A look at ICEDASH, the ease-of-doing business interactive visual monitoring dashboard of the Customs department, shows the growing problem in this regard. On this, consignments cleared within 48 hours has green blinking displays, amber for up to 72 hours and red beyond that. It shows about half of air cargo is taking more than three days to get cleared. In normal circumstances, about 75 per cent of cargo would get cleared within 72 hours. At the Mumbai and Delhi airports, the number of consignments getting cleared in less than 48 hours is down 22 and 40 per cent, respectively. Kolkata has seen a sharp fall, of 66 per cent, for shipment clearance under 48 hours. As for sea, 45 per cent of consignments are getting cleared in less than 48 hours; 50 per cent are taking more than 72 hours.
In the case of risky consignments, going for assessment and examination, broker should be available to explain the goods to the officer. They’re not showing up. In many other cases, officials say, duty which is to be paid online is not being paid.
On Tuesday, Finance Minister Nirmala Sitharaman had announced round-the-clock Customs clearance till June 30. Officials say the policy announcement was not in line with reality — the issue is not clearance, but picking up of items after that, due to logistics unavailability. “Although thinly staffed, Customs officers are ensuring timely clearance at their end. The delay is on the side of importers, with their agents or brokers not turning up to explain the goods, due to unavailability of transport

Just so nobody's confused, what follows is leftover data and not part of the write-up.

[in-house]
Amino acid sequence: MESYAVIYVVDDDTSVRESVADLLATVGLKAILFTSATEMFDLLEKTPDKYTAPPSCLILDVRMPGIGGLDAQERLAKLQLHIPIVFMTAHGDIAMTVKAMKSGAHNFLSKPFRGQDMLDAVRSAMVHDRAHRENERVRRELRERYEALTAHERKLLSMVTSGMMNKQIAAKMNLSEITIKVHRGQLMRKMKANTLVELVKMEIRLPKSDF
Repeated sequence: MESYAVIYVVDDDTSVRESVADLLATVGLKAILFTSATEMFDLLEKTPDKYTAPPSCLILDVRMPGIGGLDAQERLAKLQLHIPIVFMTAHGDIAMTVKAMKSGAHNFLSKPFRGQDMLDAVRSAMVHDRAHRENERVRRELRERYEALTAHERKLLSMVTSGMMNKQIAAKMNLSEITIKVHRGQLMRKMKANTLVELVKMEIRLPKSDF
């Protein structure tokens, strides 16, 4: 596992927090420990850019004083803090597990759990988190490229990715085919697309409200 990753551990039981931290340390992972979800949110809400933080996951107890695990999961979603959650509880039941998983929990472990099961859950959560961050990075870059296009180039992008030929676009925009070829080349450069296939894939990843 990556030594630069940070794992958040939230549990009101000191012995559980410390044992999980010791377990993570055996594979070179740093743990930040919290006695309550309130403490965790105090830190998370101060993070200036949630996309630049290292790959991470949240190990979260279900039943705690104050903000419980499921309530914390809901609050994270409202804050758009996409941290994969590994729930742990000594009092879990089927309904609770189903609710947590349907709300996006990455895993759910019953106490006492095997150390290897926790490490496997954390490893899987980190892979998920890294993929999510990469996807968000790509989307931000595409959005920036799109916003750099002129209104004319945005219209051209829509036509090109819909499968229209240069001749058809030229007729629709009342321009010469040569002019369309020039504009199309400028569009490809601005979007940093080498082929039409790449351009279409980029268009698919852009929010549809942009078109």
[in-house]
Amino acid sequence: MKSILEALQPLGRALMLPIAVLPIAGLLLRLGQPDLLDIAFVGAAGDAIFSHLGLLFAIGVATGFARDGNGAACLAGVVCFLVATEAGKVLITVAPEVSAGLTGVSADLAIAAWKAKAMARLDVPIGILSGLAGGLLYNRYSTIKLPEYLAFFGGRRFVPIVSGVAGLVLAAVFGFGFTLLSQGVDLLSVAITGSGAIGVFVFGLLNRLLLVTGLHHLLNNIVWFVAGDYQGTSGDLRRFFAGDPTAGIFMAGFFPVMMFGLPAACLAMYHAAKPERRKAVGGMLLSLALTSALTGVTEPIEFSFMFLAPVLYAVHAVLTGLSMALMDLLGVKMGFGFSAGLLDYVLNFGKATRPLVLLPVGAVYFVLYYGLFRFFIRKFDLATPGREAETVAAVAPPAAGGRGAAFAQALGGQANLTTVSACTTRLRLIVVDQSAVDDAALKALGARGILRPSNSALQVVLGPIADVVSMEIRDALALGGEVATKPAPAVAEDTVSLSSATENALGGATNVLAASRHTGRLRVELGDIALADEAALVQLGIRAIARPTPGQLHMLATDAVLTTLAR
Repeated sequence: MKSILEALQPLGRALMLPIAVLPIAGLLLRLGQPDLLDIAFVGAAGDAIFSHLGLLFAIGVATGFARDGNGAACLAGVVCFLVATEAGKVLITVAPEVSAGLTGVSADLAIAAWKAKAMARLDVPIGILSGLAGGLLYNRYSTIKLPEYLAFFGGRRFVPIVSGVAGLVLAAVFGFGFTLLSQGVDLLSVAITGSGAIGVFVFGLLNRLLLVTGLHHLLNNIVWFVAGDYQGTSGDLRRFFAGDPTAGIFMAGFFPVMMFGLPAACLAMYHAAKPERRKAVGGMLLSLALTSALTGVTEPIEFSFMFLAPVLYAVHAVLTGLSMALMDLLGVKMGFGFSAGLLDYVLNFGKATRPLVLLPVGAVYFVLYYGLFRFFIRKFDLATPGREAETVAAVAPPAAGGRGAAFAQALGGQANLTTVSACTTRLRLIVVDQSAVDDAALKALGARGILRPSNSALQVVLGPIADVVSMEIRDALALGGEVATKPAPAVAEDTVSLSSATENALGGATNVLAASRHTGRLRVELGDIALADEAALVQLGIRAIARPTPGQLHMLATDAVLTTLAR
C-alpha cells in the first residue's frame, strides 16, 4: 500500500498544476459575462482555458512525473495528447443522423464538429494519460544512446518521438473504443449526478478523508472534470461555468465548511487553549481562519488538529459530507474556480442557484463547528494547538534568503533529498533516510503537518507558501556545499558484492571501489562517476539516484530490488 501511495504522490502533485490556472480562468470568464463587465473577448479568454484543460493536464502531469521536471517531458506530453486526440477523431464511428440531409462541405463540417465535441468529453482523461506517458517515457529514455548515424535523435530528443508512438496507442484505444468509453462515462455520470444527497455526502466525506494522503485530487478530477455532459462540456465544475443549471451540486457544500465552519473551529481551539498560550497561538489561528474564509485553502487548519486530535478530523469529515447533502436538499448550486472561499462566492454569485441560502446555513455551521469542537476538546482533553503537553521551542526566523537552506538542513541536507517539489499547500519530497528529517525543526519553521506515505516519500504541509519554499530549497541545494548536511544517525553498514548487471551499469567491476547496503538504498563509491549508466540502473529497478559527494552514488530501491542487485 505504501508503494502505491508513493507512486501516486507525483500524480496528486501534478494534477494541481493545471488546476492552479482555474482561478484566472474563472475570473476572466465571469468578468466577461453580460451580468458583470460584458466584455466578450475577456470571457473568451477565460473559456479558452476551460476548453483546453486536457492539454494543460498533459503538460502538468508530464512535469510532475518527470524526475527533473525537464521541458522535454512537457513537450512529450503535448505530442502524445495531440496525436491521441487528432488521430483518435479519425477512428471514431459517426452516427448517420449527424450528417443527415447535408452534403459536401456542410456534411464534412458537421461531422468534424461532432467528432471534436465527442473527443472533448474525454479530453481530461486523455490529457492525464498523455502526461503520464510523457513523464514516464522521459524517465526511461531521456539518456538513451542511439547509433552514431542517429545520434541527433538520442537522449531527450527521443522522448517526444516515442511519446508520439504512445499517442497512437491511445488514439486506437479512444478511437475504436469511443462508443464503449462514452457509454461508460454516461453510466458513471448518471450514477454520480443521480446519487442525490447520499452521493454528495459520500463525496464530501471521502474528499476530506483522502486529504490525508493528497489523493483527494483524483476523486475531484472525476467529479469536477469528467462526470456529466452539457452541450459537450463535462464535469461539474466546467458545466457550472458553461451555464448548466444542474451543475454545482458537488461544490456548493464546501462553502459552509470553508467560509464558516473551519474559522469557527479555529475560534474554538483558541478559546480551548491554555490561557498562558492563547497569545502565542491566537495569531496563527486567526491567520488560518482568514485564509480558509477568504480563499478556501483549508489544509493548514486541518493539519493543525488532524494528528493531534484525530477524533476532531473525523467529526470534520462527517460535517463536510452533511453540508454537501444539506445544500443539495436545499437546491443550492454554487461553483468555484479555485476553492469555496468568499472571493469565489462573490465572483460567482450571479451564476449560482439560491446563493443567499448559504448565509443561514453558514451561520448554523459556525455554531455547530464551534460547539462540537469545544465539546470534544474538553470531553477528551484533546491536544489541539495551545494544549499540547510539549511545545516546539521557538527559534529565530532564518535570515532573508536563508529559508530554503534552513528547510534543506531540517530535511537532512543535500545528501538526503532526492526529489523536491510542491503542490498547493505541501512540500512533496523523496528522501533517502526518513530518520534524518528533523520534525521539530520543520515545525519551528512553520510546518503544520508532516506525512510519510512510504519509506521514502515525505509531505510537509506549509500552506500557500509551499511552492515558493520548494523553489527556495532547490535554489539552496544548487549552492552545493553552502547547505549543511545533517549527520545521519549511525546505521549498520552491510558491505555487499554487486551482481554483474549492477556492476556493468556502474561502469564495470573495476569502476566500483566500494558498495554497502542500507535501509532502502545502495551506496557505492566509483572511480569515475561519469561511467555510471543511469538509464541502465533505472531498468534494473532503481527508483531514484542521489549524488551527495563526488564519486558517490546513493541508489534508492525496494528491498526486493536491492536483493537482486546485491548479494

to travel and take deliveries,” said one. Another officer says a courier firm doubled its freighters of non-essentials, which are getting cleared from Customs but are lying at the airport because of non-availibility of transport.
“Freighters full of non-essential goods like chocolates and clothing items are landing, which has blocked the entire system. Apparently, they feel Customs is working at skeletal levels and so they can get goods cleared without adequate enforcement activity,” he said, adding that they pay duty and keep it at the airport only, as they cannot transport
at this stage.
On the other hand, many logistics and air freight carriers have suspended operations. This could pose a problem in importing essentials like Covid-19 testing kits and ventilators. A Mumbai-based Customs officer said he had a call from a counterpart in another country to clear a testing kit consignment, even as the courier partner refused to take delivery.